2 hours, 20 minutes
What is the magnitude of poverty in Iran? It’s an important question, but since the 1979 Islamic Revolution, there has been no reliable and comprehensive statistics to allow for objective answers, and for the most part, knowledge about the situation has been shaped by conjecture and anecdotes. But in early December 2018, the Iranian parliament’s Research Center published a pioneering and comprehensive report on absolute poverty in the 31 provinces of Iran [Persian link] for the Iranian calendar year of 1395 (March 20, 2016-March 20, 2017).
The figures give considerable cause for concern.
A report published by the United Nations in 1995 defines absolute poverty as “a condition characterized by severe deprivation of basic human needs, including food, safe drinking water, sanitation facilities, health, shelter, education and information. It depends not only on income but also on access to social services.”
The World Bank has established a more quantitative standard. It sets the poverty line at a daily income of US$1.9 at 2010 prices. This translates to more than US$2 in 2016 prices, or more than US$600 per month.
In 2016, US$1 was worth 3,500 Iranian tomans, so the poverty line in Iran stood at around 2.1 million tomans per month. This number varied in different localities after being adjusted for purchasing power.
This article explores poverty in the province of Golestan.
Source: Statistical Center of Iran
The Poorest Province in Northern Iran
Despite its highly hospitable culture, Golestan is several times poorer than other Caspian Sea littoral provinces in northern Iran.
Poverty rates in Gilan and Mazandaran, the other two provinces in the north, are lower than the national average, while Golestan is the fourth poorest province in Iran.
One in three residents of Golestan (35 percent) lives below the absolute poverty line. This equates to 650,000 people, or 180,000 families.
The rate of unemployment in Golestan is 12.3 percent, according to the latest figures from 2018. This is slightly higher than the national average.
However, only 37.1 percent of working-age residents have jobs, and 17 percent of those who are employed do not work full-time.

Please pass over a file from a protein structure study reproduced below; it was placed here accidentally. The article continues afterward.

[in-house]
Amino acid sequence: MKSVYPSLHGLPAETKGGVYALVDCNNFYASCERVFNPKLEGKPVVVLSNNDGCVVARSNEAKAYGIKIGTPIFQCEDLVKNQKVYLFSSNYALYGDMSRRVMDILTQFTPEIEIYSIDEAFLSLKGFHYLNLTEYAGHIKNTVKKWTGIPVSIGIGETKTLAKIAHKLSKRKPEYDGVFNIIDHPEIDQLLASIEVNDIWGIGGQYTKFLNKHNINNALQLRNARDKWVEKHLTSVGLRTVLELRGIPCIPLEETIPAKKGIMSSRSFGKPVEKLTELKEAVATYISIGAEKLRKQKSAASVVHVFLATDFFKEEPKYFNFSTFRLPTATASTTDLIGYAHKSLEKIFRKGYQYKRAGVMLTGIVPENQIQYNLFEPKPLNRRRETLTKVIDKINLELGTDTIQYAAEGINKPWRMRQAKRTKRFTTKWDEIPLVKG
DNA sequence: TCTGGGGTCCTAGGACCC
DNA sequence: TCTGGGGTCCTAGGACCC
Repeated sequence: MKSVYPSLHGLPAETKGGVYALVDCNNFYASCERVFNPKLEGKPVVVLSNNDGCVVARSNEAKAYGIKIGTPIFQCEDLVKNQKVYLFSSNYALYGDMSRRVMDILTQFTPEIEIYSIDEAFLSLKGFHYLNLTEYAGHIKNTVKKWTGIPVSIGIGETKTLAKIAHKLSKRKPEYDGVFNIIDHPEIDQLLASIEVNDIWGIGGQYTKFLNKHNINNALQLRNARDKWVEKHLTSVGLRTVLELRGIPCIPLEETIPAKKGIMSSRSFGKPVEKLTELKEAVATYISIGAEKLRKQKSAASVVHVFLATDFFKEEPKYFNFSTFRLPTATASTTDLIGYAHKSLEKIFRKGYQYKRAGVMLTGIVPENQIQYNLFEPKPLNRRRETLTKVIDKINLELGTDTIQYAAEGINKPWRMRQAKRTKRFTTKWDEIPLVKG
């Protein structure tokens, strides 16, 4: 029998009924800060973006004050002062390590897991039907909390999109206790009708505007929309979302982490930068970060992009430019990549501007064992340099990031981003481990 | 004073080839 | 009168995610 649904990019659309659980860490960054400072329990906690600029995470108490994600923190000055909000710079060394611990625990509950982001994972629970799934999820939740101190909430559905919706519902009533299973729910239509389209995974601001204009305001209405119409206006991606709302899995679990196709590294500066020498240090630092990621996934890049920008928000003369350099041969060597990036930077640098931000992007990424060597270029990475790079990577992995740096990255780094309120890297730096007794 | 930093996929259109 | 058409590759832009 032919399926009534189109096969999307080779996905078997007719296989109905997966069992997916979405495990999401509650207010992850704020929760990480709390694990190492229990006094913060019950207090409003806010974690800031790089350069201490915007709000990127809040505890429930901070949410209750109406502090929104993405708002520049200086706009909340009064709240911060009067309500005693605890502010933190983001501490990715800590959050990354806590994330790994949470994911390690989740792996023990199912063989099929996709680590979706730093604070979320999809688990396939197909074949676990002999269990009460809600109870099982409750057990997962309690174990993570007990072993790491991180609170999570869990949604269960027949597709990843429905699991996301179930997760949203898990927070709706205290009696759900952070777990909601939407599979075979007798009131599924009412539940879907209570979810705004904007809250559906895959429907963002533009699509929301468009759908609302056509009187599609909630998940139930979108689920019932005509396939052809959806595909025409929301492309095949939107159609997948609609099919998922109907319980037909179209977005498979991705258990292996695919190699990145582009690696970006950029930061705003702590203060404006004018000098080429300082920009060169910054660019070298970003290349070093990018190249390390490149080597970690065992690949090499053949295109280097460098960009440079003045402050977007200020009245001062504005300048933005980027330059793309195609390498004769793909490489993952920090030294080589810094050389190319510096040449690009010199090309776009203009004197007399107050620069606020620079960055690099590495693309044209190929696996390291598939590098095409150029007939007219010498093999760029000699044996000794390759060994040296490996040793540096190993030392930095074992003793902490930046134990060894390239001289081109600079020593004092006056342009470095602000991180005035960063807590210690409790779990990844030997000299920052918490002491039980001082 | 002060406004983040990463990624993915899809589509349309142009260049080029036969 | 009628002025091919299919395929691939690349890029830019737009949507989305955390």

In addition, the inflation rate in Golestan province was higher than the national average in November 2018, according to the Statistical Center of Iran. In that month, inflation was 51 percent higher than it had been two years earlier.
While nationwide food prices rose an average of 68 percent in that period, in Golestan they rose by 75 percent. This is despite the fact the province has some of the richest agricultural land in Iran.
Province of Golestan (Source: Google Maps)
Golestan has the second lowest percentage of urban dwellers in Iran (53 percent), after the province of Sistan and Baluchistan. However, two in five of these residents, or 400,000 people, live below the absolute poverty line.
In 2016, the urban poverty line for Golestan was around 411,000 tomans (US$99), according to the Iranian Parliament Research Center. For a household, it was 1.11 million tomans (US$264).
Adjusted for the 50 percent inflation rate, the urban poverty line in 2018 was 1.7 million tomans (US$405) for a family of four. This was at least 500,000 tomans (US$119) more than the minimum wage.
Poverty in rural Golestan is less extreme than in the province’s towns and cities. This is not because the villages are flourishing, but because their cost of living — especially housing — is lower.
In 2016, the poverty line in rural Golestan was around 234,000 tomans (US$56) per person and 631,000 tomans (US$150) per family.
Of the 870,000 villagers in Golestan, 235,000 (27 percent) lived under the poverty line in 2016, according to the Iranian Parliament Research Center.
Adjusted for the 50 percent inflation rate, in 2018 the poverty threshold rose to around 356,000 tomans (US$85) for one person and 960,000 tomans (US$229) for a household.
Also in the Series:
Poverty in Iran: An Introduction
Poverty in Iran: Qom
Poverty in Iran: Sistan and Baluchistan
Poverty in Iran: Kerman
Revealed: Absolute Poverty in Iran, December 7, 2018
Could a 20% Salary Increase Help State Employees?, December 5, 2018
Iran Rushing Toward 30 Percent Inflation, November 27, 2018
Iran’s Economy Is Stagnating Even Before New US Sanctions Hit, October 30, 2018
Runaway Inflation and the Nationwide Trucker Strike, October 4, 2018
Families and Fishermen Lose Out as Prices Rise, October 1, 2018
Living on the Margins in Iran: Chabahar and the Province of Sistan and Baluchistan, September 6, 2018
Living on the Margins in Iran: Bandar Abbas and Hormozgan Province, August 24, 2018
Living on the Margins in Iran: An Introduction, July 11, 2018